Thursday, November 22, 2007

The Blues


We all know that life has its ups and downs. We somehow accept the ups as natural and the downs as treatable. A huge segment of western society is based on eliminating, alleviating, and curing the blues. Yet deigning the blues is deigning what makes us human. The blues suck and now I have them.

I ask myself why am I in this state. My projects are going great, I love Samoa and its people, my co-volunteers are wonderful, my wife is supportive, and I don’t even have any issues with the Peace Corps Administrators. There is no apparent reason for my mental condition.

Past bouts with the blues have lead me to seek its causes in others and outside of myself. This process gives me temporary relief and a superior feeling of blaming others. It is a quick fix but doesn’t guarantee the recurrence of the blues.

This morning I looked in the mirror. There starring at me was the source of my blues. Me. How could I be so stupid not to realize my blues are simply the readjustment of my expectations with the reality of my situation?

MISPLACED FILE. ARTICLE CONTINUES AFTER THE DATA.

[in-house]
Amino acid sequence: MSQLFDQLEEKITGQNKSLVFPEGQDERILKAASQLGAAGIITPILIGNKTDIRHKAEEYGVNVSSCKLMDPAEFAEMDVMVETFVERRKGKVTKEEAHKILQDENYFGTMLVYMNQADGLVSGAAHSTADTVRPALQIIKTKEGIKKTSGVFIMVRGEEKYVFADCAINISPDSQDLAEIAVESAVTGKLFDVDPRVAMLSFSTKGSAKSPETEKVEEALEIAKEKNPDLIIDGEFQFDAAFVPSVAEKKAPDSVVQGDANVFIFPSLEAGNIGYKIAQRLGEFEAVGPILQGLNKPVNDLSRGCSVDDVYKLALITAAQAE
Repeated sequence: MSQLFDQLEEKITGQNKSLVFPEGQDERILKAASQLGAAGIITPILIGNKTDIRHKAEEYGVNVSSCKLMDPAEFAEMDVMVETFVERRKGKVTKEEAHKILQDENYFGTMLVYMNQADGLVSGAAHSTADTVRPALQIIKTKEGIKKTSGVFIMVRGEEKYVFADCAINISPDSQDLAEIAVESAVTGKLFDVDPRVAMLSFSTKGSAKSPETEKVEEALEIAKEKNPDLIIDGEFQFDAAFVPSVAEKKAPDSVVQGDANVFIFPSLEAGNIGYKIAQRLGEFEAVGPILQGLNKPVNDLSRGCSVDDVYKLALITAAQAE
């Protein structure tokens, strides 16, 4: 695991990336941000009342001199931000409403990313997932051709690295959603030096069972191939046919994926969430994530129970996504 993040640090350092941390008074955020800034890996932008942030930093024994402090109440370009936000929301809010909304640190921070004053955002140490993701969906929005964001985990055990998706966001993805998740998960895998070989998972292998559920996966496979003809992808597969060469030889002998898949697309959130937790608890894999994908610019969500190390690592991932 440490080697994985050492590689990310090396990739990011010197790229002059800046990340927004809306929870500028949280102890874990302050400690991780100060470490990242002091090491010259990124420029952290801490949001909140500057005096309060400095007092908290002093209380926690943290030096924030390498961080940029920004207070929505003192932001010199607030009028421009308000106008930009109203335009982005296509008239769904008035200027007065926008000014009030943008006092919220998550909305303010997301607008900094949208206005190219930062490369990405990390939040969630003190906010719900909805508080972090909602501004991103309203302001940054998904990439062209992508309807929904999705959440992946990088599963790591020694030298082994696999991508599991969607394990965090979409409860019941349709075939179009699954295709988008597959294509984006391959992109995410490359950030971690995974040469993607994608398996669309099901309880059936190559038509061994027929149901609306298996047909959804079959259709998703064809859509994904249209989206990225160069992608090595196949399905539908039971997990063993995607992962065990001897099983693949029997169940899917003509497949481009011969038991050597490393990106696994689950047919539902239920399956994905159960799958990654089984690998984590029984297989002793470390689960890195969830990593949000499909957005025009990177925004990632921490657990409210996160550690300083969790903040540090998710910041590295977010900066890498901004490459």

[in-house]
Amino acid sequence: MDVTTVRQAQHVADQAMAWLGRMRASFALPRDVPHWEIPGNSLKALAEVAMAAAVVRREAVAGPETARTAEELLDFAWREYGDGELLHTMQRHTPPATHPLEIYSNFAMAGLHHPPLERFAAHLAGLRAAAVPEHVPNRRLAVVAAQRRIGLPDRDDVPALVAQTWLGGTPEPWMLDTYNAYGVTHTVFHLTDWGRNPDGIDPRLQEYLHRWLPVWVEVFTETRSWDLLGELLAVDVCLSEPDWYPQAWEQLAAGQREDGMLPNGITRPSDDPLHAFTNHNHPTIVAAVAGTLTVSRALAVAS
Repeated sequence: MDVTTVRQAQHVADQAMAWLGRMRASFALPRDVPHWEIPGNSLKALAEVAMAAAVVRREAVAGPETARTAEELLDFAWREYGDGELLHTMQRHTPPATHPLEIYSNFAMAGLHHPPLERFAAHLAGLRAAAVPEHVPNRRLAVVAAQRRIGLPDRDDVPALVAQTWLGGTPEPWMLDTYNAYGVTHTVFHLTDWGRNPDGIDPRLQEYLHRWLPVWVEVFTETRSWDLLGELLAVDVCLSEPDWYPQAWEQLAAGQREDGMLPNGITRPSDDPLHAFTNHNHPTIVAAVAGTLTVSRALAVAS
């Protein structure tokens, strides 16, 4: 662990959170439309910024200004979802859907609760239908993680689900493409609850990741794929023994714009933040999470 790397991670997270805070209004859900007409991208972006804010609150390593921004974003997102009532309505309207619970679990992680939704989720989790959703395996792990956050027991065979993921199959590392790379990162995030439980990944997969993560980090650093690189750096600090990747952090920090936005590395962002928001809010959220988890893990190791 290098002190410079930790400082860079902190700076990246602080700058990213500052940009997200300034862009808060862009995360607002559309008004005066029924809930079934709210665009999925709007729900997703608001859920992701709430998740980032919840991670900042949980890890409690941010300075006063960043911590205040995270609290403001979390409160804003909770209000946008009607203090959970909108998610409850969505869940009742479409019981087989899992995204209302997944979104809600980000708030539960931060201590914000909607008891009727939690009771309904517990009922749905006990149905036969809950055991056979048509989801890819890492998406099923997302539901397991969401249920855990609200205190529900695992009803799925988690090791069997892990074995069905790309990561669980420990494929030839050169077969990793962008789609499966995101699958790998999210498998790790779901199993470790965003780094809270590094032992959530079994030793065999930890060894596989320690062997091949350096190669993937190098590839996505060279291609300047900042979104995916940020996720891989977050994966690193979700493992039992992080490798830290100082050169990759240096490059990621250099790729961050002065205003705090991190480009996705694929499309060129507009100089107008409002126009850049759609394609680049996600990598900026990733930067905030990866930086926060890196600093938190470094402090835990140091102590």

To eliminate the blues I would have to forgo expectations or even worse reality! I somehow have to come to grips with the fact that my wishes may not come true. I have to learn from my Samoan villagers to accept the downs of life on fate as I would accept life’s gifts. I need to smell the flowers around my house, make a lei of them, and give it to someone else. I need to step back, create new expectations and be ready to accept my fallibility whenever my expectations clash with oncoming reality.

Let the blues come. I don’t like you, but I know that the crest follows the trough. I want to enjoy the thrill of rough seas.


Teri said...

This moved me, dad. What a great philosophy you describe. If more people were able (content,even) to do their best at something they truly love doing while at the same time letting go of expectations for the outcome, there would likely be fewer cases of true depression.

As your time in Samoa lengthens, it will also be interesting to see if your definition of success is changed. This is something I've been thinking about in terms of what Peace Corps service means to the individuals who undertake it.

The way I see it, having a case of the blues is always an opportunity for personal growth.

Anonymous said...

Ben Hansen says, "When Life gives you blues, make blueberries"... or something like that.